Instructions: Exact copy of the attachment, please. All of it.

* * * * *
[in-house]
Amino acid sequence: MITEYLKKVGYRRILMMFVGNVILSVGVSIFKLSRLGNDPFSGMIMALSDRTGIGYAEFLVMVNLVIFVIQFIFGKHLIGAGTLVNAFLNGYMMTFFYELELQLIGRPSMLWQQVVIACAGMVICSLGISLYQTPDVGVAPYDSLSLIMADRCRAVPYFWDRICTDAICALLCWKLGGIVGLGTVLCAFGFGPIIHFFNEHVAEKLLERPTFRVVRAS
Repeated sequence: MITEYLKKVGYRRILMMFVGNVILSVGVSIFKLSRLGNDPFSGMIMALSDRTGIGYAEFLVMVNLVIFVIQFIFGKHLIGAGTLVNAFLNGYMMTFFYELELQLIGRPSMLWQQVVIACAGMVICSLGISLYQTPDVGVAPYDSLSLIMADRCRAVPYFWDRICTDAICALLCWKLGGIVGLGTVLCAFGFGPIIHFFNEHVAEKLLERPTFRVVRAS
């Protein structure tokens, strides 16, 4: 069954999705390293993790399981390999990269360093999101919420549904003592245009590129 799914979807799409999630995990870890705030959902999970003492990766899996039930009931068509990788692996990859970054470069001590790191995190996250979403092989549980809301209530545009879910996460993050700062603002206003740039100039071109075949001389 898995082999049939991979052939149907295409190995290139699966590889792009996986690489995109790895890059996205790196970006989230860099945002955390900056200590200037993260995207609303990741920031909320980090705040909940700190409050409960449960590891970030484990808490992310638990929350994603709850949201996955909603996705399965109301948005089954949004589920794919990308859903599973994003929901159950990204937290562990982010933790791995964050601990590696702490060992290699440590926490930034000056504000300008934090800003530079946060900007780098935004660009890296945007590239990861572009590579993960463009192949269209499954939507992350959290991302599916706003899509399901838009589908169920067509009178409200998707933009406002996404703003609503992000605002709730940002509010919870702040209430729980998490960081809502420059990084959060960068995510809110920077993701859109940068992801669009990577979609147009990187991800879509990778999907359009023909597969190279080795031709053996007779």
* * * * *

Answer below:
[in-house]
Amino acid sequence: MITEYLKKVGYRRILMMFVGNVILSVGVSIFKLSRLGNDPFSGMIMALSDRTGIGYAEFLVMVNLVIFVIQFIFGKHLIGAGTLVNAFLNGYMMTFFYELELQLIGRPSMLWQQVVIACAGMVICSLGISLYQTPDVGVAPYDSLSLIMADRCRAVPYFWDRICTDAICALLCWKLGGIVGLGTVLCAFGFGPIIHFFNEHVAEKLLERPTFRVVRAS
Repeated sequence: MITEYLKKVGYRRILMMFVGNVILSVGVSIFKLSRLGNDPFSGMIMALSDRTGIGYAEFLVMVNLVIFVIQFIFGKHLIGAGTLVNAFLNGYMMTFFYELELQLIGRPSMLWQQVVIACAGMVICSLGISLYQTPDVGVAPYDSLSLIMADRCRAVPYFWDRICTDAICALLCWKLGGIVGLGTVLCAFGFGPIIHFFNEHVAEKLLERPTFRVVRAS
């Protein structure tokens, strides 16, 4: 069954999705390293993790399981390999990269360093999101919420549904003592245009590129 799914979807799409999630995990870890705030959902999970003492990766899996039930009931068509990788692996990859970054470069001590790191995190996250979403092989549980809301209530545009879910996460993050700062603002206003740039100039071109075949001389 898995082999049939991979052939149907295409190995290139699966590889792009996986690489995109790895890059996205790196970006989230860099945002955390900056200590200037993260995207609303990741920031909320980090705040909940700190409050409960449960590891970030484990808490992310638990929350994603709850949201996955909603996705399965109301948005089954949004589920794919990308859903599973994003929901159950990204937290562990982010933790791995964050601990590696702490060992290699440590926490930034000056504000300008934090800003530079946060900007780098935004660009890296945007590239990861572009590579993960463009192949269209499954939507992350959290991302599916706003899509399901838009589908169920067509009178409200998707933009406002996404703003609503992000605002709730940002509010919870702040209430729980998490960081809502420059990084959060960068995510809110920077993701859109940068992801669009990577979609147009990187991800879509990778999907359009023909597969190279080795031709053996007779």